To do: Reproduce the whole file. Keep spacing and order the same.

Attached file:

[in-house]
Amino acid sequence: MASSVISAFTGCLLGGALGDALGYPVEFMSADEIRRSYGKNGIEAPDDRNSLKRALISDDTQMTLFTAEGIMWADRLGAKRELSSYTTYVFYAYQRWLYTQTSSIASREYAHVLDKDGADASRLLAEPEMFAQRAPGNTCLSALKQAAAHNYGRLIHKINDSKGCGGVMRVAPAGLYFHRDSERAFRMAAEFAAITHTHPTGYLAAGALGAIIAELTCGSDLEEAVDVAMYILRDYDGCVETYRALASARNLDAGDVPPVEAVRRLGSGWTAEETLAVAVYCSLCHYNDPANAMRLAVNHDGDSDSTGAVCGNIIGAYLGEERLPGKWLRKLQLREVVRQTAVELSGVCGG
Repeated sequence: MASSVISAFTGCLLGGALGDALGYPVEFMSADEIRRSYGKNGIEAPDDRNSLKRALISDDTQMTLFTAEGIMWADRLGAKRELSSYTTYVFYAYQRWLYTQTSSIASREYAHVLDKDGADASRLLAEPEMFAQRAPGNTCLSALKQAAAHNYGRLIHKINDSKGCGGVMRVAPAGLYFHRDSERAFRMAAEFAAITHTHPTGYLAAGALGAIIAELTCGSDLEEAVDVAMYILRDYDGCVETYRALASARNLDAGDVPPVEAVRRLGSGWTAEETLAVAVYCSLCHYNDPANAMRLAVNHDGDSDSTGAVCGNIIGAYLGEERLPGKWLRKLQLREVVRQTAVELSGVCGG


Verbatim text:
[in-house]
Amino acid sequence: MASSVISAFTGCLLGGALGDALGYPVEFMSADEIRRSYGKNGIEAPDDRNSLKRALISDDTQMTLFTAEGIMWADRLGAKRELSSYTTYVFYAYQRWLYTQTSSIASREYAHVLDKDGADASRLLAEPEMFAQRAPGNTCLSALKQAAAHNYGRLIHKINDSKGCGGVMRVAPAGLYFHRDSERAFRMAAEFAAITHTHPTGYLAAGALGAIIAELTCGSDLEEAVDVAMYILRDYDGCVETYRALASARNLDAGDVPPVEAVRRLGSGWTAEETLAVAVYCSLCHYNDPANAMRLAVNHDGDSDSTGAVCGNIIGAYLGEERLPGKWLRKLQLREVVRQTAVELSGVCGG
Repeated sequence: MASSVISAFTGCLLGGALGDALGYPVEFMSADEIRRSYGKNGIEAPDDRNSLKRALISDDTQMTLFTAEGIMWADRLGAKRELSSYTTYVFYAYQRWLYTQTSSIASREYAHVLDKDGADASRLLAEPEMFAQRAPGNTCLSALKQAAAHNYGRLIHKINDSKGCGGVMRVAPAGLYFHRDSERAFRMAAEFAAITHTHPTGYLAAGALGAIIAELTCGSDLEEAVDVAMYILRDYDGCVETYRALASARNLDAGDVPPVEAVRRLGSGWTAEETLAVAVYCSLCHYNDPANAMRLAVNHDGDSDSTGAVCGNIIGAYLGEERLPGKWLRKLQLREVVRQTAVELSGVCGG